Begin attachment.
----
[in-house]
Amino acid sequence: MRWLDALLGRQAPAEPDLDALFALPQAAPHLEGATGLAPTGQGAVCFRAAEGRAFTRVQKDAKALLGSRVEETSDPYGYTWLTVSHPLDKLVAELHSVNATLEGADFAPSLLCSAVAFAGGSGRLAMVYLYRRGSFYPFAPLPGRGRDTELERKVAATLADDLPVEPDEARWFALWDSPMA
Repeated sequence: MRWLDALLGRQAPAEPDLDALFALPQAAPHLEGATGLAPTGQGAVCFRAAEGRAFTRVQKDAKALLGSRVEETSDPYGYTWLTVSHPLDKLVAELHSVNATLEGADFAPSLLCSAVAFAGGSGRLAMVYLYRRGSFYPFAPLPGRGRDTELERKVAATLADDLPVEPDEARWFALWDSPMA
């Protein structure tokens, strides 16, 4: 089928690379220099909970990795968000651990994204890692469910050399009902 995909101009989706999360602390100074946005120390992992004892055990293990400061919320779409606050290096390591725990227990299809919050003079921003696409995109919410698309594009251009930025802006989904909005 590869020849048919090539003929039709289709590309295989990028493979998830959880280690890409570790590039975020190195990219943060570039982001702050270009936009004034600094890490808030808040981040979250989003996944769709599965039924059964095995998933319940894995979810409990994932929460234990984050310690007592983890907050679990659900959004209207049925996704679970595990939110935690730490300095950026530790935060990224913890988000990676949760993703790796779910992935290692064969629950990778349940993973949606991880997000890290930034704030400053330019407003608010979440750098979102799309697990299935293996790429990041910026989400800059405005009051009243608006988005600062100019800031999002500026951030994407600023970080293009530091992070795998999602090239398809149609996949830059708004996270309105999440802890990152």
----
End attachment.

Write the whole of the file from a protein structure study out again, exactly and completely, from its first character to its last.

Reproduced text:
[in-house]
Amino acid sequence: MRWLDALLGRQAPAEPDLDALFALPQAAPHLEGATGLAPTGQGAVCFRAAEGRAFTRVQKDAKALLGSRVEETSDPYGYTWLTVSHPLDKLVAELHSVNATLEGADFAPSLLCSAVAFAGGSGRLAMVYLYRRGSFYPFAPLPGRGRDTELERKVAATLADDLPVEPDEARWFALWDSPMA
Repeated sequence: MRWLDALLGRQAPAEPDLDALFALPQAAPHLEGATGLAPTGQGAVCFRAAEGRAFTRVQKDAKALLGSRVEETSDPYGYTWLTVSHPLDKLVAELHSVNATLEGADFAPSLLCSAVAFAGGSGRLAMVYLYRRGSFYPFAPLPGRGRDTELERKVAATLADDLPVEPDEARWFALWDSPMA
């Protein structure tokens, strides 16, 4: 089928690379220099909970990795968000651990994204890692469910050399009902 995909101009989706999360602390100074946005120390992992004892055990293990400061919320779409606050290096390591725990227990299809919050003079921003696409995109919410698309594009251009930025802006989904909005 590869020849048919090539003929039709289709590309295989990028493979998830959880280690890409570790590039975020190195990219943060570039982001702050270009936009004034600094890490808030808040981040979250989003996944769709599965039924059964095995998933319940894995979810409990994932929460234990984050310690007592983890907050679990659900959004209207049925996704679970595990939110935690730490300095950026530790935060990224913890988000990676949760993703790796779910992935290692064969629950990778349940993973949606991880997000890290930034704030400053330019407003608010979440750098979102799309697990299935293996790429990041910026989400800059405005009051009243608006988005600062100019800031999002500026951030994407600023970080293009530091992070795998999602090239398809149609996949830059708004996270309105999440802890990152």